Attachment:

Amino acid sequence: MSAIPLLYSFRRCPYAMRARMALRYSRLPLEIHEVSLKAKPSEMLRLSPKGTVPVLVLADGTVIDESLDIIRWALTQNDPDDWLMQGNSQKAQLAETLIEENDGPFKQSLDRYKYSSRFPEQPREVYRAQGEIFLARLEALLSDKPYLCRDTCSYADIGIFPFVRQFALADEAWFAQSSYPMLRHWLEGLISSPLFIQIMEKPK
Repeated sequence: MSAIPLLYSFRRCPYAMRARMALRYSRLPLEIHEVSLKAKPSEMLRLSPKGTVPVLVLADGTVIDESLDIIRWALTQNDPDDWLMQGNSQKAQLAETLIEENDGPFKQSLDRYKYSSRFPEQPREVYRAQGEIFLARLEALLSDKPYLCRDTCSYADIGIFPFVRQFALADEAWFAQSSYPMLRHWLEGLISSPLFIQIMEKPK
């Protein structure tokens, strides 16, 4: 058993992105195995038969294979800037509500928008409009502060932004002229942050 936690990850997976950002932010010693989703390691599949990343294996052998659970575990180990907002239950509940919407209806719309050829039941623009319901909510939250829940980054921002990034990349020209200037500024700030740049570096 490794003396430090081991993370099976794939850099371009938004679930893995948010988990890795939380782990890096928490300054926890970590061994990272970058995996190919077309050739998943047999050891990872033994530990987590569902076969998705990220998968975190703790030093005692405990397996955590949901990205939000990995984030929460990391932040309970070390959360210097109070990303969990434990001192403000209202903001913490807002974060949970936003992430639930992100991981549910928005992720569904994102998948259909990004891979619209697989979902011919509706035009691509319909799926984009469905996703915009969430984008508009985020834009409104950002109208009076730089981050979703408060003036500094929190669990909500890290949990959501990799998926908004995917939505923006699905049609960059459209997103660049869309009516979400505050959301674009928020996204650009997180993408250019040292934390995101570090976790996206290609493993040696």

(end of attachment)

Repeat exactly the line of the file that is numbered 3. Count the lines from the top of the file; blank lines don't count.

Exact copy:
């Protein structure tokens, strides 16, 4: 058993992105195995038969294979800037509500928008409009502060932004002229942050 936690990850997976950002932010010693989703390691599949990343294996052998659970575990180990907002239950509940919407209806719309050829039941623009319901909510939250829940980054921002990034990349020209200037500024700030740049570096 490794003396430090081991993370099976794939850099371009938004679930893995948010988990890795939380782990890096928490300054926890970590061994990272970058995996190919077309050739998943047999050891990872033994530990987590569902076969998705990220998968975190703790030093005692405990397996955590949901990205939000990995984030929460990391932040309970070390959360210097109070990303969990434990001192403000209202903001913490807002974060949970936003992430639930992100991981549910928005992720569904994102998948259909990004891979619209697989979902011919509706035009691509319909799926984009469905996703915009969430984008508009985020834009409104950002109208009076730089981050979703408060003036500094929190669990909500890290949990959501990799998926908004995917939505923006699905049609960059459209997103660049869309009516979400505050959301674009928020996204650009997180993408250019040292934390995101570090976790996206290609493993040696």